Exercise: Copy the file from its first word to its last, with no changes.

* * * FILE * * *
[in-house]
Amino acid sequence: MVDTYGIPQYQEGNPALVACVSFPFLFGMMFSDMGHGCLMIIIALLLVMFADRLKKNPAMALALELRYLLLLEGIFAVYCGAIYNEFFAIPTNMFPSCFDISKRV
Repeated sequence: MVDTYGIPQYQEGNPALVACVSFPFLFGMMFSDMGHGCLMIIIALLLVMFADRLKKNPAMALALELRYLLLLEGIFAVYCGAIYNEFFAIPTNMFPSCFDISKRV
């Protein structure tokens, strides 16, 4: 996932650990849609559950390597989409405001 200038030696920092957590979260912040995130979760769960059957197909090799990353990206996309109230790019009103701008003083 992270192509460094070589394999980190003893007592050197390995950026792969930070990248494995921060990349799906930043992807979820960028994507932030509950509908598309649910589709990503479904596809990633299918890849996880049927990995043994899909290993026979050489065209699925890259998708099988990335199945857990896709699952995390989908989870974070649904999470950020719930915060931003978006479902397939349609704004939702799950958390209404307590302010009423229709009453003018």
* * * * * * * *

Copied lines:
[in-house]
Amino acid sequence: MVDTYGIPQYQEGNPALVACVSFPFLFGMMFSDMGHGCLMIIIALLLVMFADRLKKNPAMALALELRYLLLLEGIFAVYCGAIYNEFFAIPTNMFPSCFDISKRV
Repeated sequence: MVDTYGIPQYQEGNPALVACVSFPFLFGMMFSDMGHGCLMIIIALLLVMFADRLKKNPAMALALELRYLLLLEGIFAVYCGAIYNEFFAIPTNMFPSCFDISKRV
């Protein structure tokens, strides 16, 4: 996932650990849609559950390597989409405001 200038030696920092957590979260912040995130979760769960059957197909090799990353990206996309109230790019009103701008003083 992270192509460094070589394999980190003893007592050197390995950026792969930070990248494995921060990349799906930043992807979820960028994507932030509950509908598309649910589709990503479904596809990633299918890849996880049927990995043994899909290993026979050489065209699925890259998708099988990335199945857990896709699952995390989908989870974070649904999470950020719930915060931003978006479902397939349609704004939702799950958390209404307590302010009423229709009453003018």